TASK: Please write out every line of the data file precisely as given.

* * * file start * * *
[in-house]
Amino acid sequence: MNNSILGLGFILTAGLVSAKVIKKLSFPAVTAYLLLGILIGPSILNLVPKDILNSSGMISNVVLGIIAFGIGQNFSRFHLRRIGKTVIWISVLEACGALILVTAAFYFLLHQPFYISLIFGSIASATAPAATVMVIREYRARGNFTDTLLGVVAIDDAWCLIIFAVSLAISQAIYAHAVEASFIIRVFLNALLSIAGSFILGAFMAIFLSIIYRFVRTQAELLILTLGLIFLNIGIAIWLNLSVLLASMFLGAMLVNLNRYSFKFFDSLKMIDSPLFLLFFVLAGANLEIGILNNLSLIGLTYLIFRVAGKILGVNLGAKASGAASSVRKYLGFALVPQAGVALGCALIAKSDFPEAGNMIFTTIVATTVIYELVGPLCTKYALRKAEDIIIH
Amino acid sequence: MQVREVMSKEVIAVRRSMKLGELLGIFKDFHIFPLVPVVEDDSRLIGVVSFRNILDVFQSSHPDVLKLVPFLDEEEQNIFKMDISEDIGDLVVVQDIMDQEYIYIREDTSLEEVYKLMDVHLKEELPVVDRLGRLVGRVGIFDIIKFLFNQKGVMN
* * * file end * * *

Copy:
[in-house]
Amino acid sequence: MNNSILGLGFILTAGLVSAKVIKKLSFPAVTAYLLLGILIGPSILNLVPKDILNSSGMISNVVLGIIAFGIGQNFSRFHLRRIGKTVIWISVLEACGALILVTAAFYFLLHQPFYISLIFGSIASATAPAATVMVIREYRARGNFTDTLLGVVAIDDAWCLIIFAVSLAISQAIYAHAVEASFIIRVFLNALLSIAGSFILGAFMAIFLSIIYRFVRTQAELLILTLGLIFLNIGIAIWLNLSVLLASMFLGAMLVNLNRYSFKFFDSLKMIDSPLFLLFFVLAGANLEIGILNNLSLIGLTYLIFRVAGKILGVNLGAKASGAASSVRKYLGFALVPQAGVALGCALIAKSDFPEAGNMIFTTIVATTVIYELVGPLCTKYALRKAEDIIIH
Amino acid sequence: MQVREVMSKEVIAVRRSMKLGELLGIFKDFHIFPLVPVVEDDSRLIGVVSFRNILDVFQSSHPDVLKLVPFLDEEEQNIFKMDISEDIGDLVVVQDIMDQEYIYIREDTSLEEVYKLMDVHLKEELPVVDRLGRLVGRVGIFDIIKFLFNQKGVMN